Iron Man 3

Are superhero films also sci-fi films? Are they a subgenre of this larger storytelling form, or are they a genre in their own right? Some would argue that super heroes are their own genre with their own set of iconic characters, classic stories and narrative conventions. Superhero films frequently use sci-fi elements in their stories: aliens, mad scientists and advanced tech crop up frequently, but they use these in a way distinctive to their own genre. Some have argued that if the conventions of a set of films are well known enough that they can be parodied, this makes them a genre. Kick-Ass distills the essence of the superhero film as a genre in the same way that Blazing Saddles sums up what a western is.

Iron Man 3, which opened at cinemas nationwide last Thursday, has many sci-fi elements within it. Robert Downey Jr's Tony Stark is in charge of a technology empire and is a scientific genius capable of building incredible machines. Despite this, he cannot sleep and his relationship with his girlfriend Pepper Potts (Gwyneth Paltrow) is falling apart. At the same time, a terrorist known as the Mandarin is attacking America with hi-tech man/machine hybrids.

It all sounds very much like a sci-fi film, also when you consider the plot is constructed around a series of high octane action spectacles, like a lot of recent sci-fi films are. One of the film's strongest scenes involves Stark using all his Iron Man skill and technological agility to save people falling from a crippled Air Force One. The villains are classic sci-fi evil cyborgs, and this film borrows very much from the Superman 2 ethos that we empathise with the hero the most when he is hitting someone capable of hitting him back.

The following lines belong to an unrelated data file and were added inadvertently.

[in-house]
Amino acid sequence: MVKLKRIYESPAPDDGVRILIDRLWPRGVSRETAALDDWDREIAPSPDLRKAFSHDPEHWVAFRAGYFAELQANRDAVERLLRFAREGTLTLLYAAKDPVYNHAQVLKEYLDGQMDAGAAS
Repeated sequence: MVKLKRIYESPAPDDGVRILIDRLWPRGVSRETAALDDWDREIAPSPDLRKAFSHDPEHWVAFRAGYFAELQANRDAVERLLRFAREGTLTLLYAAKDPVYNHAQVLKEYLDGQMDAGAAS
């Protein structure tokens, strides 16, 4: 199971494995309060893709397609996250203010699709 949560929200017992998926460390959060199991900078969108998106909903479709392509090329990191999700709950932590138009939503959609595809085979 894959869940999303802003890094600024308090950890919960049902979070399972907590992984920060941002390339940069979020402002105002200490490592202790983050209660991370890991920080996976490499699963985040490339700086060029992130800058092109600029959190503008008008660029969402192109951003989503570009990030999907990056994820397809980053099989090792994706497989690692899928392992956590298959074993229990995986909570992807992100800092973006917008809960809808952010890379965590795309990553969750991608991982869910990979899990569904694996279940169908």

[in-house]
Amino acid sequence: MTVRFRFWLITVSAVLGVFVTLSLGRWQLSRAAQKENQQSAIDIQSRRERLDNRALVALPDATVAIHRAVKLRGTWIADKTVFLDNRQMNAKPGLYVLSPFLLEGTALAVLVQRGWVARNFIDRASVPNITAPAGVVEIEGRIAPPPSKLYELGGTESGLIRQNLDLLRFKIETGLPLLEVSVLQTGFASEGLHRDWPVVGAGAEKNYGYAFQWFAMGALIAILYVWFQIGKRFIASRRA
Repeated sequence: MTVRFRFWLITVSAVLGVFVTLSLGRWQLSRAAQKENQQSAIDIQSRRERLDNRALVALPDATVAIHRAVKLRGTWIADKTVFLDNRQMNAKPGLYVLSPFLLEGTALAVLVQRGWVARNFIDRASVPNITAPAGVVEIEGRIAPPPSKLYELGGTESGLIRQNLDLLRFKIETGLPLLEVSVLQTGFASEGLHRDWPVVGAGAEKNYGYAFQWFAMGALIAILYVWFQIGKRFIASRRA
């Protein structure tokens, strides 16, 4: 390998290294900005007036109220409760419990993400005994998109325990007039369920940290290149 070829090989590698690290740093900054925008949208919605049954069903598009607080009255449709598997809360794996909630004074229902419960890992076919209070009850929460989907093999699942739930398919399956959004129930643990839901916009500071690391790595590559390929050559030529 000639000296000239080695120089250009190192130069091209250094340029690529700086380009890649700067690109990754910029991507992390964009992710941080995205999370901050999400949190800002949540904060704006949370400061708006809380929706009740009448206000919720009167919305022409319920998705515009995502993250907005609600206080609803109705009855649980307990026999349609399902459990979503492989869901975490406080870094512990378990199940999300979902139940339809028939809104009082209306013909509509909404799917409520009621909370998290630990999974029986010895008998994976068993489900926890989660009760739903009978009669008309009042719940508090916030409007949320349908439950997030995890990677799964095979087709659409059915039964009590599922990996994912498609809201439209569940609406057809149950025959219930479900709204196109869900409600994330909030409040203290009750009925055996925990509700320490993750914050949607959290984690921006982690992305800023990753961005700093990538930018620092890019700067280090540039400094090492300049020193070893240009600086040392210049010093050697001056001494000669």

The movie also has a lot which is characteristic of superhero films and not sci-fi films - mainly that it is built around one strong performance, as opposed to an engaging story. Iron Man 3 is mainly sold on Robert Downey Jr's charisma, which is extremely entertaining. He has the acting chops to carry the emotional scenes and is brilliant at the comedy moments, especially in one-on-one dialogue exchanges with Don Cheadle's War Machine or a child played by Ty Simpkins. Cheadle is also very good in his supporting role, as are Paltrow and Guy Pearce. A special mention should go to Ben Kingsley, who delivers an astonishing transition as the Mandarin and can almost match Downey Jr for being serious and comic in the same film.

The story of Iron Man 3 is almost inconsequential, which is not typical of plot driven sci-fi films, but the action and general sense of a film not taking itself too seriously carries the viewer through.

Iron Man 3 has more in common with the conventions of the superhero genre than that of a sci-fi film - conventions which are clearly defined enough in this film alone to make the case for superhero films being a genre in and of themselves. Downey Jr is stellar in the title role, with enough magnetism to carry the whole film, and all the other elements are present to make this a thoroughly enjoyable superhero movie. The final action sequence involving a horde of cyborgs and up to forty Iron Man suits is breath taking. In terms of sci-fi, Iron Man 3 lacks the main appeal but as a superhero film, it excels.